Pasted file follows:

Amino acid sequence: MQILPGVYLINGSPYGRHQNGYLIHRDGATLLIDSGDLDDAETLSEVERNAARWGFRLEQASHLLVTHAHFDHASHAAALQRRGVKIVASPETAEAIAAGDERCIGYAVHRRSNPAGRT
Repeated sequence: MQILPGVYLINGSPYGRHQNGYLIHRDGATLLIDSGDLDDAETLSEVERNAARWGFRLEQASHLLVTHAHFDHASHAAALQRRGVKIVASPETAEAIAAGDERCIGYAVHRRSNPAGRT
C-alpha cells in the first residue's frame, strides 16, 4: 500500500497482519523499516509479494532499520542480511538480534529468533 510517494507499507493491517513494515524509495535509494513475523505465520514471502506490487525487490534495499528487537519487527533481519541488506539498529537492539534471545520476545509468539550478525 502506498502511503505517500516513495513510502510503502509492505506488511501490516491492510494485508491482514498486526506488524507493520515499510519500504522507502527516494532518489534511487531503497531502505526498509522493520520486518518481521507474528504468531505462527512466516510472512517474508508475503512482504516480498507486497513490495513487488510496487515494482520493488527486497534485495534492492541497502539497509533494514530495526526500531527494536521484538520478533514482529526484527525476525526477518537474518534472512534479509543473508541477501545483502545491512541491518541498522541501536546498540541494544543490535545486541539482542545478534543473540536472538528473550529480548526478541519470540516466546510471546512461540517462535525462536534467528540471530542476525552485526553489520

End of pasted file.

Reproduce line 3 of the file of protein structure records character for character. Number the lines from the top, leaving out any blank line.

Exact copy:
C-alpha cells in the first residue's frame, strides 16, 4: 500500500497482519523499516509479494532499520542480511538480534529468533 510517494507499507493491517513494515524509495535509494513475523505465520514471502506490487525487490534495499528487537519487527533481519541488506539498529537492539534471545520476545509468539550478525 502506498502511503505517500516513495513510502510503502509492505506488511501490516491492510494485508491482514498486526506488524507493520515499510519500504522507502527516494532518489534511487531503497531502505526498509522493520520486518518481521507474528504468531505462527512466516510472512517474508508475503512482504516480498507486497513490495513487488510496487515494482520493488527486497534485495534492492541497502539497509533494514530495526526500531527494536521484538520478533514482529526484527525476525526477518537474518534472512534479509543473508541477501545483502545491512541491518541498522541501536546498540541494544543490535545486541539482542545478534543473540536472538528473550529480548526478541519470540516466546510471546512461540517462535525462536534467528540471530542476525552485526553489520